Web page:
We Are America

Voices of the Nation's Future

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Photo ofAbby Antunez

I love you. These three words feel foreign in my lips. Growing up, my family hardly said “I love you” to one another. These three words were only said to each other on what seemed to be special occasions or events. I had always thought nothing of it as my family was never big on expressing or talking about our feelings. It wasn’t until I looked at other kids with their parents while at school that I had noticed how big some families were on showing affection and at the time found it weird. 

It wasn’t until talking to my friends that I realized it isn’t just my family who wasn’t affectionate so I began to see it as normal. As I got older, I noticed that my dad's side of the family wasn't affectionate either. This got me thinking as to why something so simple like giving a hug was awkward for me and my family. It was then that I realized it was just something that wasn’t done simply because it had never been done before. Although my family never verbally expressed their love for each other, they were still very close and open at the same time. This is how it was with my siblings as all of us knew we loved each other but we never said it.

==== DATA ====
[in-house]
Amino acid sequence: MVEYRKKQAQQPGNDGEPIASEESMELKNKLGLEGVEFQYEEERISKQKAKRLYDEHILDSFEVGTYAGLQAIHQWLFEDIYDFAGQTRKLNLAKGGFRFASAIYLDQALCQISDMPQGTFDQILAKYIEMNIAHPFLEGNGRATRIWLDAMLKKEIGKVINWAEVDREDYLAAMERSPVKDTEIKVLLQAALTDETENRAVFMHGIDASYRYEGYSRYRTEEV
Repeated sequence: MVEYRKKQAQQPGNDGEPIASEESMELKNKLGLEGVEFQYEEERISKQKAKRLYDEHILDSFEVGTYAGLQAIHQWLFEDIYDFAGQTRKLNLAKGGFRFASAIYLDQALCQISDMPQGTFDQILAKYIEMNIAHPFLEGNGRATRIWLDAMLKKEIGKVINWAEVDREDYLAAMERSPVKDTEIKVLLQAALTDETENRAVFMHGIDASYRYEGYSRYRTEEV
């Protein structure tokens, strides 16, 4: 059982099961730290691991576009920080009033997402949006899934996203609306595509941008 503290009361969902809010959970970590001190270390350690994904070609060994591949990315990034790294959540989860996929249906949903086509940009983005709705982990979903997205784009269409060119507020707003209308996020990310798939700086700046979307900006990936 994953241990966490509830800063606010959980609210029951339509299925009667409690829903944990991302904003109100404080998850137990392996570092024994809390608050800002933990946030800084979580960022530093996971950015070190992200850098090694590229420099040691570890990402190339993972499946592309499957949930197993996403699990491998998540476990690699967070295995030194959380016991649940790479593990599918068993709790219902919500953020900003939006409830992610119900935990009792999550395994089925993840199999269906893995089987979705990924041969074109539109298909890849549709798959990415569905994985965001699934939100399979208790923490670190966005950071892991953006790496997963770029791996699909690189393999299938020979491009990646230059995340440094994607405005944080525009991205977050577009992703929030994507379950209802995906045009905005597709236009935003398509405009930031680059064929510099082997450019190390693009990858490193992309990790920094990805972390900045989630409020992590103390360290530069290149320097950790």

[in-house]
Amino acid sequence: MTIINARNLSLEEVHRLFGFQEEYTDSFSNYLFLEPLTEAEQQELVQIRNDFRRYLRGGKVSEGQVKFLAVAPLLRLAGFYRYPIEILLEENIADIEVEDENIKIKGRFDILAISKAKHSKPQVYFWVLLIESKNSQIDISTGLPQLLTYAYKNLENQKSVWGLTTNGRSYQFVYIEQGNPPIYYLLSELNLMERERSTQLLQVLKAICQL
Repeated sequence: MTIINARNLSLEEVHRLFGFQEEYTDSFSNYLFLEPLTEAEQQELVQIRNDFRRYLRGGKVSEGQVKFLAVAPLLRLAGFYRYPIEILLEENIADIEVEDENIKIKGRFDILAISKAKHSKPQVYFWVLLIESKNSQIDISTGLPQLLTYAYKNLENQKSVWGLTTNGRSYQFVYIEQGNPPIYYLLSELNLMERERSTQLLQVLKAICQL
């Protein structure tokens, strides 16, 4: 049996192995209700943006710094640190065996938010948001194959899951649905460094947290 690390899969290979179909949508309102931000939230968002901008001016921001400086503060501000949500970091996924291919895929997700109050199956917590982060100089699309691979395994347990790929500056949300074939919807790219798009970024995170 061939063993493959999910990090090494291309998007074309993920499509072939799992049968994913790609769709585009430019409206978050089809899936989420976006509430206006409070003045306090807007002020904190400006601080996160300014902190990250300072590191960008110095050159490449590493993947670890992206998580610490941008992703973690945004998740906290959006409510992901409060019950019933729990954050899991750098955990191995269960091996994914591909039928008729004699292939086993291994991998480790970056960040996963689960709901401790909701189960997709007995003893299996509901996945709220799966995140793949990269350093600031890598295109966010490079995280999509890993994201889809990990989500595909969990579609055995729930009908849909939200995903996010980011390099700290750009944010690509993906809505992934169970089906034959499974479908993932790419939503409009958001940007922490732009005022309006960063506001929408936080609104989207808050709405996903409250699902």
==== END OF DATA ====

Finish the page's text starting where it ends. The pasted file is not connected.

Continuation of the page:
My mom's side of the family however was different. Whenever we saw each other, we were expected to greet each other with hugs, or else we were considered to be rude. I wouldn’t hear the end of it if I somehow forgot to greet someone. For that reason, when I was younger I would try to avoid going over to see them because most times I didn’t want to hug them because I found it pointless. I always figured a simple “hello” and wave were enough. The difference between my parents' families was always something I talked about because I found it so funny. How could my dad's side be so close with each other even though they never expressed how they felt? How could my mother’s side be so open yet closed off? 

Seeing these two different ways people showed love made me realize that even though I might not hear or say those three little words often, it didn’t mean that there was no love. I learned that I don’t have to say “I love you” to someone to let them know I care because I could show them in other ways. Although I would say it made me emotionally closed off, in a way, it made me be more caring when it came to others because I couldn’t really tell others how they made me feel. I made sure to show them with my actions. 

My family’s love language molded me into the person I am today.  Over time, of course, I’ve become more open with how I feel but I learned that I don’t always need to. I learned that it is true when people say actions speak louder than words and that it’s very important to not only say how you feel but act on it.

© Abby Antunez. All rights reserved. If you are interested in quoting this story, contact the national team through this website and we can put you in touch with the young person's teacher.